Talk to people who practice TM and they will tell you that its effects are subtle and profound. Some feel calmer, others more efficient. The other day I met a 50-year-old woman who told me that TM is the only thing that has helped her stay away from alcohol. ‘It did wonders for my self-esteem,’ she told me. ‘I realised there was a place inside me that was so peaceful and beautiful. I said to myself, how could I be a bad person if such a place was inside me?’ It has given her a coping mechanism she never had. ‘At times of stress, I say my mantra and it is a call to the deepest, strongest part of me, that soothes me like nothing else and enables me in the midst of crisis to feel very still. It is empowering.’ She is also better at making decisions. ‘I have
higher concentration and know more easily what I want.’

TM teachers recommend 20 minutes practice twice a day, but I tend to skip it in the morning and do a longer meditation in the middle of the day. I don’t see colours or have mystical experiences, and some meditations are more frustrating than others, but it does clear my mind. Afterwards I feel lighter and more vital. Now I know when I need to do it: I feel as if I have not showered; there is a fuzziness, a sense of incompletion.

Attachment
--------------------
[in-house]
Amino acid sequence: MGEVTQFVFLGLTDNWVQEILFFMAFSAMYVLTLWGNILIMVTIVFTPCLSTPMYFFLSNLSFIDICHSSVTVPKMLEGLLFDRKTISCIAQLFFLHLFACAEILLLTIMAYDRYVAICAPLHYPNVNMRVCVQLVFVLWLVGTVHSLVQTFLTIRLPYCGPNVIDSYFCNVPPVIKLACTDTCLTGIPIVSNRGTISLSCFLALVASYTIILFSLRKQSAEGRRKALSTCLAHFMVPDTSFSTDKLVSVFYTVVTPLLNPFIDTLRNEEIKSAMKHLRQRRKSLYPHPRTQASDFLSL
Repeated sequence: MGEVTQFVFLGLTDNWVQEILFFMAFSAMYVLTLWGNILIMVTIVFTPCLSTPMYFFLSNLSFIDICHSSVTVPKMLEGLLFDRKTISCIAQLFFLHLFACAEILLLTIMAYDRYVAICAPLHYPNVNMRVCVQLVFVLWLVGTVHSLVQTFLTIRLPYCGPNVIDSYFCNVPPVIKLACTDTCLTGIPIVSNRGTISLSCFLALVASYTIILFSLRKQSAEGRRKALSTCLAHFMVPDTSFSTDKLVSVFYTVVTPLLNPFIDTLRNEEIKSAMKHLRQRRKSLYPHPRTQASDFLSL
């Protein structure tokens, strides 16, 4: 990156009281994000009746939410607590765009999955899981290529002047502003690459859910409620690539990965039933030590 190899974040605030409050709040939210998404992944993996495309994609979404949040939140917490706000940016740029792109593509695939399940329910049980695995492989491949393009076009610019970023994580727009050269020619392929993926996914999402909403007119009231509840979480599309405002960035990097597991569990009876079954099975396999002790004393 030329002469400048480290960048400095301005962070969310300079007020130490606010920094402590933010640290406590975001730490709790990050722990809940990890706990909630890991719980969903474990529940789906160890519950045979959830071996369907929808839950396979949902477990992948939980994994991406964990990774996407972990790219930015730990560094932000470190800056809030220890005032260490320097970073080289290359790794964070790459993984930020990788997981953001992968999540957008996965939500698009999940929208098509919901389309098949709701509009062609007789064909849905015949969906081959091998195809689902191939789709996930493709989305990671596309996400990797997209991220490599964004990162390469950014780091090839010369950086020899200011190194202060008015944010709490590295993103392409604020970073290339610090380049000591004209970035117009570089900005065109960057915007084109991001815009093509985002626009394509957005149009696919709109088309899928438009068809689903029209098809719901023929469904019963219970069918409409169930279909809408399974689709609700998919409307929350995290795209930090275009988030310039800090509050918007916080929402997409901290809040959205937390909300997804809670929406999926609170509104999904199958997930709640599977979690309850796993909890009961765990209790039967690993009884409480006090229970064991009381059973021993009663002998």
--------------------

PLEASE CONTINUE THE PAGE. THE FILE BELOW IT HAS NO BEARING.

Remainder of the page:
Last week I met an old friend. She told me her husband had begun to meditate six months ago. Since then she has seen a marked improvement in his wellbeing. She would like to try it herself, but – at this I had a smile – she couldn’t get comfortable. She is jealous. ‘He has this place inside him where he can go, and that must be such a comfort.’ Judy Kelly puts it differently. ‘I am so happy,’ she once said to me. ‘I have so much inside me. I really don’t need anything. I am my own best friend.’